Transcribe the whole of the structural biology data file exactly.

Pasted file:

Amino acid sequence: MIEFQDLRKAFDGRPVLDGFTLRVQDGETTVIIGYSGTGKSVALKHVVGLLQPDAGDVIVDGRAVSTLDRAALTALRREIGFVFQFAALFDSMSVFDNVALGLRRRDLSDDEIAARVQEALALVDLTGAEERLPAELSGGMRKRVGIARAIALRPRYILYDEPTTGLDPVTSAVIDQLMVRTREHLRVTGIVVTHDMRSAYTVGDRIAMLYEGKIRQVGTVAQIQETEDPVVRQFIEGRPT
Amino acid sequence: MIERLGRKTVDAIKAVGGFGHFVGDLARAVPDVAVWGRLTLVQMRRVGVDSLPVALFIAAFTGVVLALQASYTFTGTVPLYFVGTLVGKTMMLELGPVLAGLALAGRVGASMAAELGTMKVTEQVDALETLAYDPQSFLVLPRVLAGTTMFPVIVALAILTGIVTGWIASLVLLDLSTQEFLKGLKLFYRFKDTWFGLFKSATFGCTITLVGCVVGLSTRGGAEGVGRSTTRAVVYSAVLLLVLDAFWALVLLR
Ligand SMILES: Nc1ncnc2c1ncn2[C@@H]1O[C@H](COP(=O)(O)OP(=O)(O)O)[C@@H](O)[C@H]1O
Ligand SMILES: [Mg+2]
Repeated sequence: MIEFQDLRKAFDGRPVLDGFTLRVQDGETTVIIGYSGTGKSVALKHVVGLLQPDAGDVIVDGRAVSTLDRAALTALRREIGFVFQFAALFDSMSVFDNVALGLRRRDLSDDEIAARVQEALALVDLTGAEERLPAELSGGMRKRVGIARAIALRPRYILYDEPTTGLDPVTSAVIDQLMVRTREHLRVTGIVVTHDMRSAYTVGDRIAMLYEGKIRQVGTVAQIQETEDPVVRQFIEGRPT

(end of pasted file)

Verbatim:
Amino acid sequence: MIEFQDLRKAFDGRPVLDGFTLRVQDGETTVIIGYSGTGKSVALKHVVGLLQPDAGDVIVDGRAVSTLDRAALTALRREIGFVFQFAALFDSMSVFDNVALGLRRRDLSDDEIAARVQEALALVDLTGAEERLPAELSGGMRKRVGIARAIALRPRYILYDEPTTGLDPVTSAVIDQLMVRTREHLRVTGIVVTHDMRSAYTVGDRIAMLYEGKIRQVGTVAQIQETEDPVVRQFIEGRPT
Amino acid sequence: MIERLGRKTVDAIKAVGGFGHFVGDLARAVPDVAVWGRLTLVQMRRVGVDSLPVALFIAAFTGVVLALQASYTFTGTVPLYFVGTLVGKTMMLELGPVLAGLALAGRVGASMAAELGTMKVTEQVDALETLAYDPQSFLVLPRVLAGTTMFPVIVALAILTGIVTGWIASLVLLDLSTQEFLKGLKLFYRFKDTWFGLFKSATFGCTITLVGCVVGLSTRGGAEGVGRSTTRAVVYSAVLLLVLDAFWALVLLR
Ligand SMILES: Nc1ncnc2c1ncn2[C@@H]1O[C@H](COP(=O)(O)OP(=O)(O)O)[C@@H](O)[C@H]1O
Ligand SMILES: [Mg+2]
Repeated sequence: MIEFQDLRKAFDGRPVLDGFTLRVQDGETTVIIGYSGTGKSVALKHVVGLLQPDAGDVIVDGRAVSTLDRAALTALRREIGFVFQFAALFDSMSVFDNVALGLRRRDLSDDEIAARVQEALALVDLTGAEERLPAELSGGMRKRVGIARAIALRPRYILYDEPTTGLDPVTSAVIDQLMVRTREHLRVTGIVVTHDMRSAYTVGDRIAMLYEGKIRQVGTVAQIQETEDPVVRQFIEGRPT